Elizabeth McCracken is the recipient of the $20,000 Story Prize for her collection “Thunderstruck.” McCracken was awarded the short-fiction prize Wednesday night at a ceremony in New York.
Of McCracken’s work, the judges wrote: “She is the master of the small and perfectly telling detail — the mother's light tap of a hand on her child's coffin, a suitcase fallen over like ‘a shot dog,’ ‘a pair of red and white espadrilles that had run in the rain.’ She writes with such an open and compassionate heart that even the most damaged and lost of her characters thrum with life.”
All three finalists for the Story Prize were present for the event and read from their books before the awards presentation. The other finalists – Francesca Marciano for “The Other Language” and Lorrie Moore for “Bark” will each get $5,000.
The three books emerged from a field of a record 129 submissions published in 2014.
The Story Prize was founded to celebrate short fiction and bring attention to short stories with...Read more
“Most poets,” Carolyn Forché writes, in the introduction to Brett Fletcher Lauer and Lynn Melnick’s anthology “Please Excuse This Poem: 100 New Poets for the Next Generation” (Viking: 290 pp., $16.99), “begin writing poetry in secret.” It’s a great line, and true as well. The 100 poems gathered here all got their start in those private moments, the intersection of the writer and the line.
There is Monica de la Torre, who begins “Letter From One Practitioner to Another” with a simple admonition: “For the love of words, stop describing!” Or Ada Limón, who tells us, in “The Unbearable”: “My grandmother only wants to tell me who died / and how. She tells me of all the traffic accidents / as if she was reading a menu to me out loud.”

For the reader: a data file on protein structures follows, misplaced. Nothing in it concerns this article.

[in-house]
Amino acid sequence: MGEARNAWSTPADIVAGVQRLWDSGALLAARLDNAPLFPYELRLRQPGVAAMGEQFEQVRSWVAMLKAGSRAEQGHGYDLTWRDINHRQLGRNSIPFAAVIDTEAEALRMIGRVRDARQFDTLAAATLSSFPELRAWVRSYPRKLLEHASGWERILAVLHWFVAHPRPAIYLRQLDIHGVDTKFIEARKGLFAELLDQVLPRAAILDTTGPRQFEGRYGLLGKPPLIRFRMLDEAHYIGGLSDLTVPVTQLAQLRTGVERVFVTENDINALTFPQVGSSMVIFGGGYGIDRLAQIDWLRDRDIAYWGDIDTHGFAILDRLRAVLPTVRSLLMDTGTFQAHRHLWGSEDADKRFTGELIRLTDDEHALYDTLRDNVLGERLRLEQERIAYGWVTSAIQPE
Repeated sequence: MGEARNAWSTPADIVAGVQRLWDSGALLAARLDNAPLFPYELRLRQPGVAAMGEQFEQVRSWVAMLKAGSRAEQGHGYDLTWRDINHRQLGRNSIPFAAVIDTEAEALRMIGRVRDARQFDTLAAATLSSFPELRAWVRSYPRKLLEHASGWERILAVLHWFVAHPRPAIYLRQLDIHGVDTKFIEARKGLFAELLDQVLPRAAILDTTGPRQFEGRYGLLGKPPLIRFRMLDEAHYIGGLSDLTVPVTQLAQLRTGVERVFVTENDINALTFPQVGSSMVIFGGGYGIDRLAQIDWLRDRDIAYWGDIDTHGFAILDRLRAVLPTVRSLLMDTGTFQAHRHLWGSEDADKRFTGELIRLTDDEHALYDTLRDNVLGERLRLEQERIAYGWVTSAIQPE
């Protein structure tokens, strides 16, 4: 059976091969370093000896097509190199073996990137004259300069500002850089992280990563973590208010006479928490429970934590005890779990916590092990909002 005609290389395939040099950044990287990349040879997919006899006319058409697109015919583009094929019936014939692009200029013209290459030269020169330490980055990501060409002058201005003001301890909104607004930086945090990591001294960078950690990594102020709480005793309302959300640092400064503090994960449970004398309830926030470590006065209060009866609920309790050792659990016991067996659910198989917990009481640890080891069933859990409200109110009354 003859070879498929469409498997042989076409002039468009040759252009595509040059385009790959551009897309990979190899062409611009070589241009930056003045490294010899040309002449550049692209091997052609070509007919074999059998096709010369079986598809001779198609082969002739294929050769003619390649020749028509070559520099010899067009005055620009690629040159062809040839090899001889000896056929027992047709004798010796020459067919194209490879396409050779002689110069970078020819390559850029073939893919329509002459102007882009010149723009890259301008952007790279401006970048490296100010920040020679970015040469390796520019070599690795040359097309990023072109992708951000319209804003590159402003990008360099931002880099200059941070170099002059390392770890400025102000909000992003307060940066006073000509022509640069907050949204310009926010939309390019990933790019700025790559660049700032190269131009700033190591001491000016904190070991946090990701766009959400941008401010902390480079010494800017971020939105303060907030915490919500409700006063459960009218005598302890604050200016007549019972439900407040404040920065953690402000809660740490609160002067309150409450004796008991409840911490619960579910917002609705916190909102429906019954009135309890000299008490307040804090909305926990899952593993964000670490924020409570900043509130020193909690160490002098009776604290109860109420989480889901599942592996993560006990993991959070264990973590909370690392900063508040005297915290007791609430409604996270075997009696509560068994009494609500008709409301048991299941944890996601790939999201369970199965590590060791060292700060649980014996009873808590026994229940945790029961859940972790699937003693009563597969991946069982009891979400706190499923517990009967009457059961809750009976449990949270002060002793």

In private, in secret, the succession of simple moments, the bedrock bits and pieces of reality by which we compose our days.
“Please Excuse This Poem” comes billed as a book for younger readers; hence, its low price tag. This is part of the sneaky power of the...Read more
The film adaptation of Ben Fountain's novel "Billy Lynn's Long Halftime Walk" has its first big star. Steve Martin will join debut actor Joe Alwyn, and possibly Garrett Hedlund, in Ang Lee's movie version of the Iraq war satire, Deadline reports.
Fountain's 2012 debut novel was a critical hit, winning the National Book Critics Circle Award for fiction, and making it to the finals of the National Book Awards. The book follows a group of soldiers who become famous after surviving a brutal firefight, which is captured on news cameras. The soldiers are brought back to the United States, temporarily, for a victory tour, including an appearance at a Thanksgiving Day football game at Texas Stadium, home of the Dallas Cowboys.
There's no word yet on what role Martin will play or on a possible release date for the film, which will be directed by Lee ("Brokeback Mountain," "Life of Pi") from a screenplay by Simon Beaufoy ("Slumdog Millionaire").
Possible roles for Martin include Hollywood...Read more